An example would be for my upcoming Hiccup(How to Train Your Dragon) costume. I have no solid plans of when I will debut this, although I would like to have it by Halloween, but I know that I want to do this. I was able to grab a pair of boots for only $6 because I thought ahead. The boots were originally $20, but I got them on sale. So, what if I do not use them? This boots are not character specific, meaning they could probably be used in a variety of costumes. Until I add the fur cuff to them, they are perfect boots that I could even wear with regular clothes (although I already have expensive, Ugg boots this same color XD). If I had waited until close to Halloween to get these boots, I may would have had a difficult time finding them and probably would have had to either order them offline OR pay the full $20 (or more!)
Another example is my Black*Star / Edward boots. I got these on sale for about $10 and they have been used with TWO costumes to date! I will also be using them with my upcoming Last Airbender costume.

Morale of the story or tl;dr – SALES SALES SALES! They’re out there and if you have time, you can get cheap stuff for your costumes with no problems.

Let me show you a different costume that has a slightly different budget then Vanille.

Costume: Shotaro (Kamen Rider Double)
Budget: $100

Wig: $20
Vest: $20
Pants: $10
Shirt: $5
Tie: $5
Shoes: N/A
Hat: $10
Total: $65

Wow, cheap costume, huh? Mostly, this costume is things that I can buy, which means it is very possible to find sales. I have already priced a hat like he wears at $10. This will be modified with things I already own. I refuse to pay more then $20 for the wig. I will hunt a wig down for that price if I have too. Shoes are N/A because I am sure I own some that can work. I may, however, actually make the vest for it to be more accurate. Even still, it should not take me more then $20 to make the vest. Ties are more expensive then I thought, after pricing some that I would like to use, I adjusted the budget:

Tie: $20

Yes, ties can cost that much.
And, whoa! That raised my budget to $85!
But that is ok, because I have budgeted for $100 so I am still good. See what creating a budget can do!?

With this costume, however, there is a prop. I, personally, create a different budget for my prop. Especially if the costume can go without a prop. Vanille has a prop, but I opted to go without it. Therefore, there was no need to budget for one. Shotaro, however, has a prop that I would like to have even if it really is not needed: his Henshin belt. This prop could be made, but isn’t it wonderful they have a replica already out there on the market? Plus, I am a sucker for replicas. I decided to splurge on the actual replica.

Costume: Shotaro
Prop budget: $100
Henshin Belt: runs $80-$100 on eBay

There is my budget. I am cutting it close with this one. However, I am willing to splurge so if I can not get this costume for $80 then I am ok with going over. Having the budget, however, gives me a solid price point that I am willing to spend. Therefore I can either save money for the belt or buy it all at once.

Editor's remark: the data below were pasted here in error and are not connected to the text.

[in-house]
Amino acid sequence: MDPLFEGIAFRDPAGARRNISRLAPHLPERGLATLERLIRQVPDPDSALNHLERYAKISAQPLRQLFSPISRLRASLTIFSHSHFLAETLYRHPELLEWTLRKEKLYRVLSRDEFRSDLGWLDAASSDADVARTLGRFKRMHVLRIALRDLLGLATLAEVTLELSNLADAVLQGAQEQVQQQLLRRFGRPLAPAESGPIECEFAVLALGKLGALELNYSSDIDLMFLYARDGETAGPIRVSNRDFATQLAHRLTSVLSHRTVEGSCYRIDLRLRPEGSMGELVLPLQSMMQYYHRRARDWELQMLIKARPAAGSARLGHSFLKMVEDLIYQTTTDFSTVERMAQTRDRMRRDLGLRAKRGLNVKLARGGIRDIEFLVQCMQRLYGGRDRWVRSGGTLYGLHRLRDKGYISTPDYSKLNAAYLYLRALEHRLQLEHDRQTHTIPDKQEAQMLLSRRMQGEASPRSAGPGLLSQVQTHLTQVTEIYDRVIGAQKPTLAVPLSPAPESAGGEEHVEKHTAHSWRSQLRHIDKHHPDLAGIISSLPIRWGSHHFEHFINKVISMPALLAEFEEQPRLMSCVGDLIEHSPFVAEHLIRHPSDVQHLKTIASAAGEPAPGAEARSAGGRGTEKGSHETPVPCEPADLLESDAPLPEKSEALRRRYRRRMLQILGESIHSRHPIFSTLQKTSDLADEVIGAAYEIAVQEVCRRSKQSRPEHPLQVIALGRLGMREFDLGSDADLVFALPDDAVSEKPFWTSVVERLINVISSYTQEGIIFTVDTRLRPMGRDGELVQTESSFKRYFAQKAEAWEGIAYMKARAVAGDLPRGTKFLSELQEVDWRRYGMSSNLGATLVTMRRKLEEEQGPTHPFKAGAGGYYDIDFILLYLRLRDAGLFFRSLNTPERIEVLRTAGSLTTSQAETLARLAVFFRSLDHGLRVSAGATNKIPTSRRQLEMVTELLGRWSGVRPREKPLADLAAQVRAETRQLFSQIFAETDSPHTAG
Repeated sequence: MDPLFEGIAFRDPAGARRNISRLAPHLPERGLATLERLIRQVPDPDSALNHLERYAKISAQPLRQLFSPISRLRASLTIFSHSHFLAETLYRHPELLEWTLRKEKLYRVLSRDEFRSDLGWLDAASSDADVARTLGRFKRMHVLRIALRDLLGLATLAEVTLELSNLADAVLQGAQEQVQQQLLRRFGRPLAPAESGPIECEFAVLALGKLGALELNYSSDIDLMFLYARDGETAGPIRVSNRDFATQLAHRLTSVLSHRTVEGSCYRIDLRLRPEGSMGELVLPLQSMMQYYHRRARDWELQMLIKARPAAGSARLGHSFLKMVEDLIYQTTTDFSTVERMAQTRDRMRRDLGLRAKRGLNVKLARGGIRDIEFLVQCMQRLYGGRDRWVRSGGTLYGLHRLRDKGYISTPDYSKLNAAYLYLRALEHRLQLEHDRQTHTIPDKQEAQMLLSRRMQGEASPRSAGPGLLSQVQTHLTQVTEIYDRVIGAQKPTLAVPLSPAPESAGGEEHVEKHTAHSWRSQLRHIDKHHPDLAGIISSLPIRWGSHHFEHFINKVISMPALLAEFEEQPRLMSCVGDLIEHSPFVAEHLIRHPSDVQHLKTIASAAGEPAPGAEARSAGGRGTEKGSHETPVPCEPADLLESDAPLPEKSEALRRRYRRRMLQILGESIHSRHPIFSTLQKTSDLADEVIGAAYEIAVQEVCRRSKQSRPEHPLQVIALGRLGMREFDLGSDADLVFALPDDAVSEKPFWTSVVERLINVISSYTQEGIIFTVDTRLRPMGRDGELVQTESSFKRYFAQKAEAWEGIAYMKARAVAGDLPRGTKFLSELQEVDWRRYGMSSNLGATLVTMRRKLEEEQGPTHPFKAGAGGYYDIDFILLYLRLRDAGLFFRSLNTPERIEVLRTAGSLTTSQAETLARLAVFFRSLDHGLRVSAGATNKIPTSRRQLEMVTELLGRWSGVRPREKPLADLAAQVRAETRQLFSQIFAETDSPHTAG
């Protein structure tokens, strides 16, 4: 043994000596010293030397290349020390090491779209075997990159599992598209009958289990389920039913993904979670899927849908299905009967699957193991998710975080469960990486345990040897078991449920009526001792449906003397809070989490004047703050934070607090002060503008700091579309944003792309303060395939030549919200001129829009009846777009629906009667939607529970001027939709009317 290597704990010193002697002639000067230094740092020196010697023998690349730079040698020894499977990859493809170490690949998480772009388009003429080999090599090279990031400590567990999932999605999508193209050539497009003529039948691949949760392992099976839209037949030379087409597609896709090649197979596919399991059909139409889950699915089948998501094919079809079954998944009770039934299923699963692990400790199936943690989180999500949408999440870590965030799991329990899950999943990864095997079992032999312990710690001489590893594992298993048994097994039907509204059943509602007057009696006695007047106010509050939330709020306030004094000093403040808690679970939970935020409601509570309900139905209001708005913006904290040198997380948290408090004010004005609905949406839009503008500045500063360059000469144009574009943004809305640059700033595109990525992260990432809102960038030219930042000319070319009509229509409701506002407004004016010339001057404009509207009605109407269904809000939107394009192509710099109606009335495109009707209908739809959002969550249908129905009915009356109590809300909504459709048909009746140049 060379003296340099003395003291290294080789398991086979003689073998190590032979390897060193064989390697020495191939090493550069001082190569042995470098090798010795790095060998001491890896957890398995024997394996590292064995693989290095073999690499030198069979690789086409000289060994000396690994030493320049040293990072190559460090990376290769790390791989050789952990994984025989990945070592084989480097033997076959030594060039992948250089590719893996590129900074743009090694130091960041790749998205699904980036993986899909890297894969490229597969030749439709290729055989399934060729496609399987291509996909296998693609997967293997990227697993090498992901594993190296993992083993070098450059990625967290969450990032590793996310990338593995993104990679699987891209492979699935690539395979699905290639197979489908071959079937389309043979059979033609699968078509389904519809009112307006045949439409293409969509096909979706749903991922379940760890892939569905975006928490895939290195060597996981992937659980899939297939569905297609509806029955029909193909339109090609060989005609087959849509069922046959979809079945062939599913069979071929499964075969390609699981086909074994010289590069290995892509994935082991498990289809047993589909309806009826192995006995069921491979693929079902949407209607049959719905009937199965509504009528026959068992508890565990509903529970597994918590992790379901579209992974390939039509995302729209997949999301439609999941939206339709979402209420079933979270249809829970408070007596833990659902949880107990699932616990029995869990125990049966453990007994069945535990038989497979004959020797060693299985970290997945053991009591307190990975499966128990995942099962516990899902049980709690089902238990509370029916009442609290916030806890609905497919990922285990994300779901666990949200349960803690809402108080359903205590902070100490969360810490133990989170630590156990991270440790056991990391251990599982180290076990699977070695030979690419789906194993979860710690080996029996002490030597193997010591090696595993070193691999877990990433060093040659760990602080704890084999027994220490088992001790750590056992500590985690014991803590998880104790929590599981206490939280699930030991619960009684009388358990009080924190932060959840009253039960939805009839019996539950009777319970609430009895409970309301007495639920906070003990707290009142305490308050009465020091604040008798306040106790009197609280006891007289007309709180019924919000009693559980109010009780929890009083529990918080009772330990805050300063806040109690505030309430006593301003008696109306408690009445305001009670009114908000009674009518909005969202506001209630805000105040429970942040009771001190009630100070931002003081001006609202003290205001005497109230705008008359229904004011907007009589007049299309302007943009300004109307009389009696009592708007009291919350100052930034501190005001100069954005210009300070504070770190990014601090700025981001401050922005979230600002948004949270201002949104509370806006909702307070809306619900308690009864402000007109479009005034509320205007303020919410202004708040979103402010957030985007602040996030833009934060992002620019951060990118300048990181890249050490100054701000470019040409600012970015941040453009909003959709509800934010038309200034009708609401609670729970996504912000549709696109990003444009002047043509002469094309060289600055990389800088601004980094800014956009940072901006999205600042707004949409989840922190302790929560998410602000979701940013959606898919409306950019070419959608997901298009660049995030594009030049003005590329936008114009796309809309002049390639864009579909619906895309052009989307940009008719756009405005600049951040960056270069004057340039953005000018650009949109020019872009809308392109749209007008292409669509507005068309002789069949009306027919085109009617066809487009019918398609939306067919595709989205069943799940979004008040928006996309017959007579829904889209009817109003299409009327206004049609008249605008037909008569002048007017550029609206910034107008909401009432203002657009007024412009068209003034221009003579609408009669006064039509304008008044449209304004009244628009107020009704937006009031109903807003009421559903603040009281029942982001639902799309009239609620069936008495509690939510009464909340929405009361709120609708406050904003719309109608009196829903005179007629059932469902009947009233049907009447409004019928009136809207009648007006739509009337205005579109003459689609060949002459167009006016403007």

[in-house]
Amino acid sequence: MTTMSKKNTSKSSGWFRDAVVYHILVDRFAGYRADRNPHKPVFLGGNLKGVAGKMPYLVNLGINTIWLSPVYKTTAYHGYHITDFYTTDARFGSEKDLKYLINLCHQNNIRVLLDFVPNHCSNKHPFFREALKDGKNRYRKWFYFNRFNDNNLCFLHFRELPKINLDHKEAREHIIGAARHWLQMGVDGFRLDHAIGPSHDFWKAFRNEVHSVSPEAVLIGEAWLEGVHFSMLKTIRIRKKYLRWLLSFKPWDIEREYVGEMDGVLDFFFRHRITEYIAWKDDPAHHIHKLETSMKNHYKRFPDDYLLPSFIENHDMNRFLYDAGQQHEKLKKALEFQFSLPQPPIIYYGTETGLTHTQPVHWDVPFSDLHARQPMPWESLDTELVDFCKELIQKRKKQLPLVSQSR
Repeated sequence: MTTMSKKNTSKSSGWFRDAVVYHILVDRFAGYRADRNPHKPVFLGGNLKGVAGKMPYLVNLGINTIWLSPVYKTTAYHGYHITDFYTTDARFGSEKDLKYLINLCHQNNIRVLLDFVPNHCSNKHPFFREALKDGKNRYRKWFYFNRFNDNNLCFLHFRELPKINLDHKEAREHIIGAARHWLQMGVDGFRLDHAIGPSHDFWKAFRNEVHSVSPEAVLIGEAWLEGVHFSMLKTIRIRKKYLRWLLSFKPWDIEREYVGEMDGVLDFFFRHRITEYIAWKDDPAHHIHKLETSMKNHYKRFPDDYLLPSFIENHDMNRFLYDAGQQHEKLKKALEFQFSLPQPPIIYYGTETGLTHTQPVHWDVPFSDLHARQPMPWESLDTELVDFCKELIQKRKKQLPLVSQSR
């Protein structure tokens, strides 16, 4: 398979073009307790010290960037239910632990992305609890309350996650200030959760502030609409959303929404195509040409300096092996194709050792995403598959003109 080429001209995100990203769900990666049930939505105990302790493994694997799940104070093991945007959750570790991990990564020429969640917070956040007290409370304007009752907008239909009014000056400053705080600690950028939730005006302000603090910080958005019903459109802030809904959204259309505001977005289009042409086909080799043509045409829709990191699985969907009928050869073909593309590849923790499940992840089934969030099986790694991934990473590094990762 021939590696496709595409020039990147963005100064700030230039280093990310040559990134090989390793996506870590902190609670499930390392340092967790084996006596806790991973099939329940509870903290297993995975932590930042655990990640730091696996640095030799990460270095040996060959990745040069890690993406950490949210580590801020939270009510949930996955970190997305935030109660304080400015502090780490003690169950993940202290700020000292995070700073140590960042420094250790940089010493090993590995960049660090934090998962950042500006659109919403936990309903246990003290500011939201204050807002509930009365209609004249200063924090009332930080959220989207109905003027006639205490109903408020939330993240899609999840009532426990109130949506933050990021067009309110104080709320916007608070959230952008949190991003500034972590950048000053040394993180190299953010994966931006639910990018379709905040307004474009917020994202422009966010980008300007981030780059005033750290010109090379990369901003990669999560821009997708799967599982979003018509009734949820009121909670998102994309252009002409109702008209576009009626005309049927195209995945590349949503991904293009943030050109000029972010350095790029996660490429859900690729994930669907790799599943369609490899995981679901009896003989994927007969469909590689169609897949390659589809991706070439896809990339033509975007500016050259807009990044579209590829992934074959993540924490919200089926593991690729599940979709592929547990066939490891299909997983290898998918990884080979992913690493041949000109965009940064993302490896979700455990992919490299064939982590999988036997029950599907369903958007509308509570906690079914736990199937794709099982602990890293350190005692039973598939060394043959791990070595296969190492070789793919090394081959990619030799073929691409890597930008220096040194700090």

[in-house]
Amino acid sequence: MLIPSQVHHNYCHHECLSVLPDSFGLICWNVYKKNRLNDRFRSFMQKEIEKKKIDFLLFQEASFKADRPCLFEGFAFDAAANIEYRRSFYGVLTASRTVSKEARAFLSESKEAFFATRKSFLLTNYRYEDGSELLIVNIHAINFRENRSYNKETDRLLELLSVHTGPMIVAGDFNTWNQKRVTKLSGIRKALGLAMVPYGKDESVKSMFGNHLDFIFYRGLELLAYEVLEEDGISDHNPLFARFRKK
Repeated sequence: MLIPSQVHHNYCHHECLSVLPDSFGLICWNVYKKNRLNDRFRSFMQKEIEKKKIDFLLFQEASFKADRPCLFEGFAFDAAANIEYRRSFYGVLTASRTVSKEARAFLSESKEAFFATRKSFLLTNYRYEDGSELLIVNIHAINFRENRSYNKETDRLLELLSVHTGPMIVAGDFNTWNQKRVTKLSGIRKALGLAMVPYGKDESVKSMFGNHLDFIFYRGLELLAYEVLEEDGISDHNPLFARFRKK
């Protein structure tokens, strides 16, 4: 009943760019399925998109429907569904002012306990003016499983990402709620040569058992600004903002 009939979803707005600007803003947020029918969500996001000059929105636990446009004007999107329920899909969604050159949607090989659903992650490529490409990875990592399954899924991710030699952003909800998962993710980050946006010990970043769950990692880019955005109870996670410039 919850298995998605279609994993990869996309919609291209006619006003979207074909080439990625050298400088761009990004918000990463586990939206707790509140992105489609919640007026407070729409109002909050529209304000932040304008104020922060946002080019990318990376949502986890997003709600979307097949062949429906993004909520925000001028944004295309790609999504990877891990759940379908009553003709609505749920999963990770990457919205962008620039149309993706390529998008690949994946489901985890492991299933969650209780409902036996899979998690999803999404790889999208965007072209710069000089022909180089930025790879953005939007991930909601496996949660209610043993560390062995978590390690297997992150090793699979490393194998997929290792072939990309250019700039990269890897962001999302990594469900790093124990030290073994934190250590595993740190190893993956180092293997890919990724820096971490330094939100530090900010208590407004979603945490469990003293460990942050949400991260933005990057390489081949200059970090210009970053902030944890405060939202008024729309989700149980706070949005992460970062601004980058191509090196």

What if you’re over budget?
This is a common problem. Sometimes you do not have enough to spend. To deal with being over budget, either push your time frame back (I.e. go from two months, to six, to a year, etc), try to find more deals, or scrap the costume. You do not want to go in debt because of cosplay! There have been several costumes that I just simply could not make because the budget was large. It is possible to research different techniques on making stuff to create a smaller budget, but the main thing is that a person has their priorities in order and does not allow cosplay to take priority over other important things in their life. Please remember cosplay is a hobby and if something is out of your budget range there are plenty of costumes that you can do with a small budget. My Vanille costume is set to take me about three months. Same for Shotaro. If I do not have the money, guess what, I will push Vanille back. I will drop the Henshin Belt for Shotaro. Keeping on budget will allow me to also keep up with costs so I do not go over budget. I do the same thing when I go to actual conventions: allot a certain amount to spend. It is important to keep budgets especially in this economy. If you have ample money to spend, then I certainly do not have any suggestions but you’re lucky XD. But if you are a budget cosplayer, like me, that has been a student throughout my cosplay career and has not had a lot of money to spend, then budgeting and taking my time has still allowed me to have the costumes I wanted.

Budgeting is a very important aspect in this hobby. It allows you to know how much you have to spend, want to spend, and must spend. To get optimal use out of your money, use the tips I have given today. Lets recap for those that thought this was too long:
-Grab a picture of your character and create a BUDGET
-before shopping, see what you already have to use
-shop around! Join website’s newletters to receive emails on sales
-start looking early enable to grab sales
-Decide whether to splurge or to save
– If you’re over budget, decide if you are able to spend that amount of money

Also, here is a handy article I found on how to create a budget. Use it in your everyday life and in cosplay!

Much Love, Jessi-chan =)


One response to “>Cosplaying on a Budget!

  1. >Good tips on budgeting and bargain hunting. Planning ahead is the key!I find that putting this info into a spreadsheet like Excel really helps. It's flexible and powerful enough for you to make anything from really straight-forward budgets to really complex and detailed budgets. For one budget I went ultra-detailed for each item; name, projected cost, actual price (pre-tax), quantity, tax, shipping, which part of the costume the item was used for, even the store and date I bought it from.